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The author, Lotte James writes some of the best historical romances I’ve ever read. But, not only is she a great writer, she is one of the nicest people I’ve ever met. Read on to get to know Lotte better. She is pretty fascinating.

Lotte James Twitter headshot.

The Nitty Gritty With Lotte James

You delve into the realm of adventure in your Vixens and Villains series but jump to mystery in the Gentlemen of Mystery series. Why the change of pace and which do you enjoy more?

Adventure and mystery have always been two of my favourite genres – in books, TV or film. When you’re creating something, it’s impossible to do so in a vacuum – you are all that came before you, and all you’ve experienced and loved.

My first book in the Vixens & Villains series, The Rake & The Maid, grew out of my love of historical adventures – particularly The Count of Monte Cristo. The series grew from there – so naturally, I tried to keep the overall feel of adventure within them. But I think you can see the mystery side bleeding through too! For the Gentlemen of Mystery – it all began with The Housekeeper of Thornhallow Hall, which again was my own little love letter to the classics, particularly Jane Eyre.

I’ve always had a fondness for the gothic – and of course mystery in all its forms is a big part of that genre. I think the change of pace generally came from the characters and the story they had to tell – it all fell into place once I got to know them properly. I don’t think I enjoy writing one more than the other – though I will say the mystery side of things is always more of a brain-twister, in a fun way, making sure it all works.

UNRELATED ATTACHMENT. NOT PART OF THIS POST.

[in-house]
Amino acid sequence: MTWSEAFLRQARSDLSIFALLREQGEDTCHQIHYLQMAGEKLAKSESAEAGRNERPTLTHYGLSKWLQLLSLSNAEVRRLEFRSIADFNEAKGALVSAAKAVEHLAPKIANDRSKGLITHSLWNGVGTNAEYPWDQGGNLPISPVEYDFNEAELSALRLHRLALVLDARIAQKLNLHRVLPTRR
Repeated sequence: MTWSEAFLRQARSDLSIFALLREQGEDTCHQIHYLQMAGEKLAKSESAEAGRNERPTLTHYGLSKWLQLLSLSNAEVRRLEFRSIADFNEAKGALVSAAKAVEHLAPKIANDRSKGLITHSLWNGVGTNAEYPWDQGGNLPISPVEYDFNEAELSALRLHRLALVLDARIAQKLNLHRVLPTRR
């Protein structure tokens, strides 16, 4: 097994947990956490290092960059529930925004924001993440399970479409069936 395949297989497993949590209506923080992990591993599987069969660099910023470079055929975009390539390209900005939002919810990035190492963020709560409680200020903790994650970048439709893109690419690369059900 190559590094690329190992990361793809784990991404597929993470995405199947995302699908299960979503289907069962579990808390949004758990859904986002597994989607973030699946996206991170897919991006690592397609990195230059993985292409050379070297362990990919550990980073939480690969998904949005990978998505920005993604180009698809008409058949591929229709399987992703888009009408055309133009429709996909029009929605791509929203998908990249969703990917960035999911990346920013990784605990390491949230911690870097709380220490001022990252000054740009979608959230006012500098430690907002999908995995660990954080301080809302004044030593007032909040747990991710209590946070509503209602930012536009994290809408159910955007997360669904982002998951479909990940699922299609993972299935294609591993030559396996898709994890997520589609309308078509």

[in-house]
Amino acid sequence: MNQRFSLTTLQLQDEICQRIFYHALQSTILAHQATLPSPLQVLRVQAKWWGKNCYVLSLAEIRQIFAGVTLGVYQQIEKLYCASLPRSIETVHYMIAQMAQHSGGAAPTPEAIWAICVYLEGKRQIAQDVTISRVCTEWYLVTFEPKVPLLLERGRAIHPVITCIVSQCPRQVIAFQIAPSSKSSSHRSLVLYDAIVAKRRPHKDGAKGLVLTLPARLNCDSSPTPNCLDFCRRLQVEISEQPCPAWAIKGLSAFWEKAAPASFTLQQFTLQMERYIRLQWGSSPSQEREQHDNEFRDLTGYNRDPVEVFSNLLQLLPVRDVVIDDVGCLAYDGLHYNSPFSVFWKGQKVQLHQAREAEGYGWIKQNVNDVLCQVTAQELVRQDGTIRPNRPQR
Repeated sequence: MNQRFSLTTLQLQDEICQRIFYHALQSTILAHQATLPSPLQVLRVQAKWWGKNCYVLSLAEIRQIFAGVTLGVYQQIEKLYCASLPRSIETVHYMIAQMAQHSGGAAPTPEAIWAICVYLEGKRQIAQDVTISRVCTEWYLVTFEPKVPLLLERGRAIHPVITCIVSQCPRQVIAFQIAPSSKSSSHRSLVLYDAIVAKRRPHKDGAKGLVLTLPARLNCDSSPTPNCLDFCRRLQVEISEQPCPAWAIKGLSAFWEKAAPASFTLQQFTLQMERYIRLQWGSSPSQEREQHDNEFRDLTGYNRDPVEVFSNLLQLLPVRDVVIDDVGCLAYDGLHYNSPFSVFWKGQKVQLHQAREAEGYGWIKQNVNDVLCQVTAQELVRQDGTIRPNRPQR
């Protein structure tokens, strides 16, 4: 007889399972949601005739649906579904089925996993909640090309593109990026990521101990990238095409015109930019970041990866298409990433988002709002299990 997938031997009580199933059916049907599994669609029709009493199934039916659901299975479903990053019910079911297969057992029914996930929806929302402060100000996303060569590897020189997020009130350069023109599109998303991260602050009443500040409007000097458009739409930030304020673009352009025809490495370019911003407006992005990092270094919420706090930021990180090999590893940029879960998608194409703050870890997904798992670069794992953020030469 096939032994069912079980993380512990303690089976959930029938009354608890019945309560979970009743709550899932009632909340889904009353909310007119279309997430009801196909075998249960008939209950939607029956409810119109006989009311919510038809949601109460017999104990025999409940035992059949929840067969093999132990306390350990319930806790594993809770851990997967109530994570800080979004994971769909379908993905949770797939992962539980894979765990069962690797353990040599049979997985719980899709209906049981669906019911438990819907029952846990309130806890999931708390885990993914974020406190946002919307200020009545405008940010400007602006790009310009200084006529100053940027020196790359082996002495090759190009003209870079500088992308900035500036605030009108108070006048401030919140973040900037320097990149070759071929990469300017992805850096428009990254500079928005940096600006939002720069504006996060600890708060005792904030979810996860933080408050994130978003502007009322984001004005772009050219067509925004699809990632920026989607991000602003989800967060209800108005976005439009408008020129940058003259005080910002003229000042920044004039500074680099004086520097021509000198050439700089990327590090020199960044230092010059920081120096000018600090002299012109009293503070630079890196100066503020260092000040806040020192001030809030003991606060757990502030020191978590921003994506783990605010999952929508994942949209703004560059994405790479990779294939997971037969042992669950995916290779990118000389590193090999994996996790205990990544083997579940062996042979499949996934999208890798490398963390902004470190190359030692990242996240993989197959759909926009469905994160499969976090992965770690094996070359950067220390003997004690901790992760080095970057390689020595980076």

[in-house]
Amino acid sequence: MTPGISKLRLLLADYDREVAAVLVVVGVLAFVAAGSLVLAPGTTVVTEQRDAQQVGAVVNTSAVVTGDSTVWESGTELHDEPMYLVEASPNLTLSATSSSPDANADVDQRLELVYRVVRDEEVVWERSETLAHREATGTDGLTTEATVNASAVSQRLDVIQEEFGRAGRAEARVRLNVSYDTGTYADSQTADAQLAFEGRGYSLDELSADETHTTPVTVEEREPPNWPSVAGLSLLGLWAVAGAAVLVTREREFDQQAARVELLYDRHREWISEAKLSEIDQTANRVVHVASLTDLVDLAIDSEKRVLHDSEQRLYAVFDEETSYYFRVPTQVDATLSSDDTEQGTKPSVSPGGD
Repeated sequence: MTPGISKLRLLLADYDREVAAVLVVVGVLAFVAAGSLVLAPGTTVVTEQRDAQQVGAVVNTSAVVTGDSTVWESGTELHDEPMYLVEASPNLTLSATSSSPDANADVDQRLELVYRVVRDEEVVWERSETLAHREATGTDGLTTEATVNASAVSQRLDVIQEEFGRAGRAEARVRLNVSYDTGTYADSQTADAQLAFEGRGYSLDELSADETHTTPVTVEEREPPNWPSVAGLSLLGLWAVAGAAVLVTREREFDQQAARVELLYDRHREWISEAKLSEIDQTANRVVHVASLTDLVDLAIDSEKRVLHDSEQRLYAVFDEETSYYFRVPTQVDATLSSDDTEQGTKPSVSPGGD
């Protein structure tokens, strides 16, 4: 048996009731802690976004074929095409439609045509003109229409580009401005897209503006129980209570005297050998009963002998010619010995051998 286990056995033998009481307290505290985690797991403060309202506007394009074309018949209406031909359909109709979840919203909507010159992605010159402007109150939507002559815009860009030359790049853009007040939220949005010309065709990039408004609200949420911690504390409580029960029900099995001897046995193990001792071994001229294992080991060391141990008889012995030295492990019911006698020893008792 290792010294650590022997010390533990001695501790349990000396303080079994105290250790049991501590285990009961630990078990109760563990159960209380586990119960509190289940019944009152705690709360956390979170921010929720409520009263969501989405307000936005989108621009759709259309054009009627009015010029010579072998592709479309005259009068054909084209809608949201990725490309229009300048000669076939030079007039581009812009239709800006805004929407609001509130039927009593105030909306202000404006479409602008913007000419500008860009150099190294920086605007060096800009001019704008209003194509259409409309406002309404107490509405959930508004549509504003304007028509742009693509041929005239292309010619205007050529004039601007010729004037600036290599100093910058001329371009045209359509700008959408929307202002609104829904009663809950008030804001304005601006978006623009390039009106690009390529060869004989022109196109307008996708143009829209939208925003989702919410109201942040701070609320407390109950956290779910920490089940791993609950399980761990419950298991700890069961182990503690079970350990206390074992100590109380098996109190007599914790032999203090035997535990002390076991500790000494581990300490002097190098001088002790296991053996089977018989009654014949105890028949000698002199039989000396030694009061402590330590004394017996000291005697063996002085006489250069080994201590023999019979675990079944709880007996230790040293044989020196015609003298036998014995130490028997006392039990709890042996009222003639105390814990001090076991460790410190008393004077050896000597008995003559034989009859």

Cover image of Lotte James book The Rake and the Maid

What made you decide to go into historical romance writing? Is there something in your life that makes this an intriguing subject?

I’ve always been a history lover, though oddly enough my main area of concentration when I was younger was the Middle Ages rather than the period I write in now – 1820s-1830s. What has always fascinated me, are the stories within the history – those of the people you don’t always hear about in the books.

And naturally, I am a huge historical romance fan. (I love all romance – but yes, I do tend to have a special spot in my heart for the historical). When I first began writing, I thought I should, again, write what I ‘knew’ and loved.

I also find incredible freedom in writing historical, because for all the research, all we know, there is so much we don’t. There are still so many blanks you can fill in with your imagination, and I love that challenge – creating worlds from worlds past, which are coherent, believable, and yet still, somewhat new. 

I’ve found that there is very little BIPOC representation in historical romance, especially in the Regency era. Do you find this hampers your stories in any way? How do you feel about the Bridgerton television series bringing POC onto the landscape?

Personally, I find there is a lot more than we think there is – particularly now – though gatekeeping in all its forms is still, sadly, very much an issue. However the problem also often lies in the lack of dissemination of these stories – the lack of publicity, and support for these books. We are seeing it more and more, however, there is still a huge gap between how a book featuring a white M/F couple will be disseminated to the masses, and any book which doesn’t.

I don’t in any way believe diversity in any shape or form could ever be a hamper. History, if we care to look, features people of all backgrounds – race, gender, sexuality – and the longer we continue to pretend otherwise, the longer we support intolerance.